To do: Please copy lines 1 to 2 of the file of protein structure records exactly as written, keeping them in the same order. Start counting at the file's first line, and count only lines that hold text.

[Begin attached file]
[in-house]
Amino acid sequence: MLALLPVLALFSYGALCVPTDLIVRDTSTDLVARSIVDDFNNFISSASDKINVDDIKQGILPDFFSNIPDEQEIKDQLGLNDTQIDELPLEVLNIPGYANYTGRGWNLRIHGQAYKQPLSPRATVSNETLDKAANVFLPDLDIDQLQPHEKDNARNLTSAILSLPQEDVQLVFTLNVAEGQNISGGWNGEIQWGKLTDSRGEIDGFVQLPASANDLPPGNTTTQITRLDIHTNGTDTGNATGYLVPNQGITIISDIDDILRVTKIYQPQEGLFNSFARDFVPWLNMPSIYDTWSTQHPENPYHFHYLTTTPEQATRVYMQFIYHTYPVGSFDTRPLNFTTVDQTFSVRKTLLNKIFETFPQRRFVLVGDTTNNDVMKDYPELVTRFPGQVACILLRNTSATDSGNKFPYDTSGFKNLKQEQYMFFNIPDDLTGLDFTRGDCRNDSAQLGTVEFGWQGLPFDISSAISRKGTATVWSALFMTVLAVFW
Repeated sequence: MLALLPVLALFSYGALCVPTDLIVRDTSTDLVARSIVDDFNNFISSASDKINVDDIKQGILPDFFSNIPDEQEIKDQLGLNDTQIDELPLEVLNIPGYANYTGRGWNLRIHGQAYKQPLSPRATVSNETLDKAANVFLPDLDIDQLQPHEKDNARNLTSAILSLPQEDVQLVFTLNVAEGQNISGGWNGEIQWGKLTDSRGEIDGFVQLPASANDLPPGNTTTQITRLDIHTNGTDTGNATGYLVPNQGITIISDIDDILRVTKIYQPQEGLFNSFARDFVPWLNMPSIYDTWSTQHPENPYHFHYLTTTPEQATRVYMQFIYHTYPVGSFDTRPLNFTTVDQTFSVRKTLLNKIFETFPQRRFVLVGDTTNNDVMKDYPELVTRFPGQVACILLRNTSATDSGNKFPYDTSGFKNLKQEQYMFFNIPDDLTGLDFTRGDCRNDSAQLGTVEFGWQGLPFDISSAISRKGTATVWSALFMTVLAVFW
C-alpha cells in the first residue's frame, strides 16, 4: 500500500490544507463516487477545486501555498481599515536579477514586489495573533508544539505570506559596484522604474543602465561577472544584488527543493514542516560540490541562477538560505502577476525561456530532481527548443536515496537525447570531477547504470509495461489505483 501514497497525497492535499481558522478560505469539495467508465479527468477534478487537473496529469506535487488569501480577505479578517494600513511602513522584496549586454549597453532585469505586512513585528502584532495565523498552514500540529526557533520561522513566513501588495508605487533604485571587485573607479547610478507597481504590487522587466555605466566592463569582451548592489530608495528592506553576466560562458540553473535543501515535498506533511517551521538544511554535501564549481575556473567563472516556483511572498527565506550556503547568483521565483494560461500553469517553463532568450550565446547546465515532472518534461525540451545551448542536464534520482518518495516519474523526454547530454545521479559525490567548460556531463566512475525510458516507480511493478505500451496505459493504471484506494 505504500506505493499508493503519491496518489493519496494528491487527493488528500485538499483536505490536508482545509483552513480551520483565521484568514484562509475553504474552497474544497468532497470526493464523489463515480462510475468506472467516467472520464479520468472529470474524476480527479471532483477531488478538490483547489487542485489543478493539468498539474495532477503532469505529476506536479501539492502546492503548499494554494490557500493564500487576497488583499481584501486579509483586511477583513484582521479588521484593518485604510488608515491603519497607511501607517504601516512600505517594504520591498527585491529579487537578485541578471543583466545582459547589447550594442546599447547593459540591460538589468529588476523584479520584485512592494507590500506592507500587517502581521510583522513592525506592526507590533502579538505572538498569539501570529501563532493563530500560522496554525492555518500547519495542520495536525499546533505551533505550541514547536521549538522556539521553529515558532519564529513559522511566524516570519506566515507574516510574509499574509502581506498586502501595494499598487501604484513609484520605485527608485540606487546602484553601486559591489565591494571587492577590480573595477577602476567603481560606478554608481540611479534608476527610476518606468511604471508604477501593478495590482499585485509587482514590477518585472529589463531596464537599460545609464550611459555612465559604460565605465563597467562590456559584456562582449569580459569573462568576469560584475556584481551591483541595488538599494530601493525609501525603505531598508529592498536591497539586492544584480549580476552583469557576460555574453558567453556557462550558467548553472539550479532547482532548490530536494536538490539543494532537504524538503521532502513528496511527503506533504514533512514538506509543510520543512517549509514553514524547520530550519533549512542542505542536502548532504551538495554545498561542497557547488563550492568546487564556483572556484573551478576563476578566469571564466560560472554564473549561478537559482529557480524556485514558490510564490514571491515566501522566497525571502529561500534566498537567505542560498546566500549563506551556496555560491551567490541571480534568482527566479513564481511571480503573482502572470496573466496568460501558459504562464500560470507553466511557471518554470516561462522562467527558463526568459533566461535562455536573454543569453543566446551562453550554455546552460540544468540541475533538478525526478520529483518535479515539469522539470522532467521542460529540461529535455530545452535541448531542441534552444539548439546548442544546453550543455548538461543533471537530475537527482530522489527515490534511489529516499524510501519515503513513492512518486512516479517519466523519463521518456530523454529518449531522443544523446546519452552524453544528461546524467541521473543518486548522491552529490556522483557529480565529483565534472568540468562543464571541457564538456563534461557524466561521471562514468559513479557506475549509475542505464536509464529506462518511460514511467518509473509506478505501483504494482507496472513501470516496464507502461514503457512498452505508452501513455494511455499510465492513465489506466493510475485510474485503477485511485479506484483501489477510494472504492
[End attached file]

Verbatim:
[in-house]
Amino acid sequence: MLALLPVLALFSYGALCVPTDLIVRDTSTDLVARSIVDDFNNFISSASDKINVDDIKQGILPDFFSNIPDEQEIKDQLGLNDTQIDELPLEVLNIPGYANYTGRGWNLRIHGQAYKQPLSPRATVSNETLDKAANVFLPDLDIDQLQPHEKDNARNLTSAILSLPQEDVQLVFTLNVAEGQNISGGWNGEIQWGKLTDSRGEIDGFVQLPASANDLPPGNTTTQITRLDIHTNGTDTGNATGYLVPNQGITIISDIDDILRVTKIYQPQEGLFNSFARDFVPWLNMPSIYDTWSTQHPENPYHFHYLTTTPEQATRVYMQFIYHTYPVGSFDTRPLNFTTVDQTFSVRKTLLNKIFETFPQRRFVLVGDTTNNDVMKDYPELVTRFPGQVACILLRNTSATDSGNKFPYDTSGFKNLKQEQYMFFNIPDDLTGLDFTRGDCRNDSAQLGTVEFGWQGLPFDISSAISRKGTATVWSALFMTVLAVFW